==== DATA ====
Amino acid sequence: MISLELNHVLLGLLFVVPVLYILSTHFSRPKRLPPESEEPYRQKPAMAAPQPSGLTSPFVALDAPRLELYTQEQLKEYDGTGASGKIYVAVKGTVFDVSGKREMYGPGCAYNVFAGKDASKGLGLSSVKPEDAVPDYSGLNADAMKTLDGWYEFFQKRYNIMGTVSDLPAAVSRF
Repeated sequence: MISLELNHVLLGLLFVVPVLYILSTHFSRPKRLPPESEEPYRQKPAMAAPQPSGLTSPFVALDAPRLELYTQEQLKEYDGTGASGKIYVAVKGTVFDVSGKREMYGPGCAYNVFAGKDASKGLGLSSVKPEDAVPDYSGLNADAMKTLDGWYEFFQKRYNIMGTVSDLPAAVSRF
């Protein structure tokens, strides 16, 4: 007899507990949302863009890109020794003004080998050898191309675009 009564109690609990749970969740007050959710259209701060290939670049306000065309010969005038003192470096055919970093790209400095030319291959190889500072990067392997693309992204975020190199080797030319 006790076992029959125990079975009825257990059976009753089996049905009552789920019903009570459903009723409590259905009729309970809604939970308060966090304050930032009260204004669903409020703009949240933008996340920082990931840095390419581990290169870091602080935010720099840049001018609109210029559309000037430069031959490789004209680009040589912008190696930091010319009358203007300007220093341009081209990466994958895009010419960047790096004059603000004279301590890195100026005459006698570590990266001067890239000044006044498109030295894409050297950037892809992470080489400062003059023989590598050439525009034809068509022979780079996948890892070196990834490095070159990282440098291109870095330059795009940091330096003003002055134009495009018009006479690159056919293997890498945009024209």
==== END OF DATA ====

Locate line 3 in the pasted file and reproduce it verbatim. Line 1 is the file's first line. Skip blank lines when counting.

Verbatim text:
């Protein structure tokens, strides 16, 4: 007899507990949302863009890109020794003004080998050898191309675009 009564109690609990749970969740007050959710259209701060290939670049306000065309010969005038003192470096055919970093790209400095030319291959190889500072990067392997693309992204975020190199080797030319 006790076992029959125990079975009825257990059976009753089996049905009552789920019903009570459903009723409590259905009729309970809604939970308060966090304050930032009260204004669903409020703009949240933008996340920082990931840095390419581990290169870091602080935010720099840049001018609109210029559309000037430069031959490789004209680009040589912008190696930091010319009358203007300007220093341009081209990466994958895009010419960047790096004059603000004279301590890195100026005459006698570590990266001067890239000044006044498109030295894409050297950037892809992470080489400062003059023989590598050439525009034809068509022979780079996948890892070196990834490095070159990282440098291109870095330059795009940091330096003003002055134009495009018009006479690159056919293997890498945009024209």